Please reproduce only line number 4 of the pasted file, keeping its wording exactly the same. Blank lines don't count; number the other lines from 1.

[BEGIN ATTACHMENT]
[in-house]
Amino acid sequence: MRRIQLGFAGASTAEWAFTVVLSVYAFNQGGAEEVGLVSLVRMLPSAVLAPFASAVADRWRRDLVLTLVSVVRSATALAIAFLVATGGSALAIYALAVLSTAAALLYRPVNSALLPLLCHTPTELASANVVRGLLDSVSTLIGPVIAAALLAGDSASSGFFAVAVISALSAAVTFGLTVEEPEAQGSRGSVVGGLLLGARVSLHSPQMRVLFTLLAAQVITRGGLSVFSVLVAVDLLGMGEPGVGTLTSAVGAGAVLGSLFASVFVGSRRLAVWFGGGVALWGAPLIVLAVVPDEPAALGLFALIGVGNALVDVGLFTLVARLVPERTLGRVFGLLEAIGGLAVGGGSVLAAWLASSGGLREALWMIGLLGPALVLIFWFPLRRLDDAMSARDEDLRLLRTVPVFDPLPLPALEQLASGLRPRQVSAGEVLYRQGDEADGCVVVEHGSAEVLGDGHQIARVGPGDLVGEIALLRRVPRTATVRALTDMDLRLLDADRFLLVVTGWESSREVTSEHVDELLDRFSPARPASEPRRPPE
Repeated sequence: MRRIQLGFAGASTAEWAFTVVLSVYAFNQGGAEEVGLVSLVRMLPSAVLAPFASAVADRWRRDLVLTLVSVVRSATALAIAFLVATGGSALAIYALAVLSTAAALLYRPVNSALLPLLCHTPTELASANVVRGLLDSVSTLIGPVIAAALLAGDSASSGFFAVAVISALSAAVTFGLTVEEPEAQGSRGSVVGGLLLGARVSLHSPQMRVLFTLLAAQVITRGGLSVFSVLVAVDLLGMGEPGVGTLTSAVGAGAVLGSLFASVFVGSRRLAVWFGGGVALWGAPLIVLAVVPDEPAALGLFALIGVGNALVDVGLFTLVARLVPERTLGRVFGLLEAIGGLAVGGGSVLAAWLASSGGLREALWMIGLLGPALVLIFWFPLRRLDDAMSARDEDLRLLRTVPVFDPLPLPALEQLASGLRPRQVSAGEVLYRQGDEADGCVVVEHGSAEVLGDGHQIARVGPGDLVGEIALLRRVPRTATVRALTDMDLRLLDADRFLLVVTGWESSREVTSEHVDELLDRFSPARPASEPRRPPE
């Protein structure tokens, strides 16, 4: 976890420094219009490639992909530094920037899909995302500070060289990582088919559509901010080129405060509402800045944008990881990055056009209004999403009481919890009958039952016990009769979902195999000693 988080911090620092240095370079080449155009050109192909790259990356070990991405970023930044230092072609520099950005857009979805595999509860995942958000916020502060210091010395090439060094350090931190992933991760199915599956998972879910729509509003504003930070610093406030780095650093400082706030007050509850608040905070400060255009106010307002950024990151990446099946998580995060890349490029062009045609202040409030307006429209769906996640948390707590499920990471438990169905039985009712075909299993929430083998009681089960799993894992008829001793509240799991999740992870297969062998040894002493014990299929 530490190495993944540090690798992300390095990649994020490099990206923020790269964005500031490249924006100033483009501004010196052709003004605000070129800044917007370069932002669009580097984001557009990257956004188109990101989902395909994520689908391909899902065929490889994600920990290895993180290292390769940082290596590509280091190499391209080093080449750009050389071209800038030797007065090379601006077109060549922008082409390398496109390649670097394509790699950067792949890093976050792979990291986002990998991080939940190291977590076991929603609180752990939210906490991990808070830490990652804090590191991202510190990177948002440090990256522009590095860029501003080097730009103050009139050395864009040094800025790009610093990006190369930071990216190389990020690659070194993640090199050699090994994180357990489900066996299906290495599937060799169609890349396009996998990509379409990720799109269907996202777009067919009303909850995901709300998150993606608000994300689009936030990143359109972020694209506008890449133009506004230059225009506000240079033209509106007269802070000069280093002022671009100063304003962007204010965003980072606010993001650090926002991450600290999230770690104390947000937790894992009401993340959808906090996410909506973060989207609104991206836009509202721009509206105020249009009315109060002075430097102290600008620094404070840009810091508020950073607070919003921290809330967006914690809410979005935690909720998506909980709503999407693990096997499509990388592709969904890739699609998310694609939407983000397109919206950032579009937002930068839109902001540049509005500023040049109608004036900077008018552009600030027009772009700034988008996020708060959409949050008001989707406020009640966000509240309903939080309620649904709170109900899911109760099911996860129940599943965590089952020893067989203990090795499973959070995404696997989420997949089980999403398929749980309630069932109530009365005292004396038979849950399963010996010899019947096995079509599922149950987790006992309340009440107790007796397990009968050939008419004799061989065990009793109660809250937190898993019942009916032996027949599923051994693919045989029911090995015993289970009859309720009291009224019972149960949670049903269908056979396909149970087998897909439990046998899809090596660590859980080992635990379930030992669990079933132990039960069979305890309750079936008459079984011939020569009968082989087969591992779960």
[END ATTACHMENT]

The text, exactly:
């Protein structure tokens, strides 16, 4: 976890420094219009490639992909530094920037899909995302500070060289990582088919559509901010080129405060509402800045944008990881990055056009209004999403009481919890009958039952016990009769979902195999000693 988080911090620092240095370079080449155009050109192909790259990356070990991405970023930044230092072609520099950005857009979805595999509860995942958000916020502060210091010395090439060094350090931190992933991760199915599956998972879910729509509003504003930070610093406030780095650093400082706030007050509850608040905070400060255009106010307002950024990151990446099946998580995060890349490029062009045609202040409030307006429209769906996640948390707590499920990471438990169905039985009712075909299993929430083998009681089960799993894992008829001793509240799991999740992870297969062998040894002493014990299929 530490190495993944540090690798992300390095990649994020490099990206923020790269964005500031490249924006100033483009501004010196052709003004605000070129800044917007370069932002669009580097984001557009990257956004188109990101989902395909994520689908391909899902065929490889994600920990290895993180290292390769940082290596590509280091190499391209080093080449750009050389071209800038030797007065090379601006077109060549922008082409390398496109390649670097394509790699950067792949890093976050792979990291986002990998991080939940190291977590076991929603609180752990939210906490991990808070830490990652804090590191991202510190990177948002440090990256522009590095860029501003080097730009103050009139050395864009040094800025790009610093990006190369930071990216190389990020690659070194993640090199050699090994994180357990489900066996299906290495599937060799169609890349396009996998990509379409990720799109269907996202777009067919009303909850995901709300998150993606608000994300689009936030990143359109972020694209506008890449133009506004230059225009506000240079033209509106007269802070000069280093002022671009100063304003962007204010965003980072606010993001650090926002991450600290999230770690104390947000937790894992009401993340959808906090996410909506973060989207609104991206836009509202721009509206105020249009009315109060002075430097102290600008620094404070840009810091508020950073607070919003921290809330967006914690809410979005935690909720998506909980709503999407693990096997499509990388592709969904890739699609998310694609939407983000397109919206950032579009937002930068839109902001540049509005500023040049109608004036900077008018552009600030027009772009700034988008996020708060959409949050008001989707406020009640966000509240309903939080309620649904709170109900899911109760099911996860129940599943965590089952020893067989203990090795499973959070995404696997989420997949089980999403398929749980309630069932109530009365005292004396038979849950399963010996010899019947096995079509599922149950987790006992309340009440107790007796397990009968050939008419004799061989065990009793109660809250937190898993019942009916032996027949599923051994693919045989029911090995015993289970009859309720009291009224019972149960949670049903269908056979396909149970087998897909439990046998899809090596660590859980080992635990379930030992669990079933132990039960069979305890309750079936008459079984011939020569009968082989087969591992779960």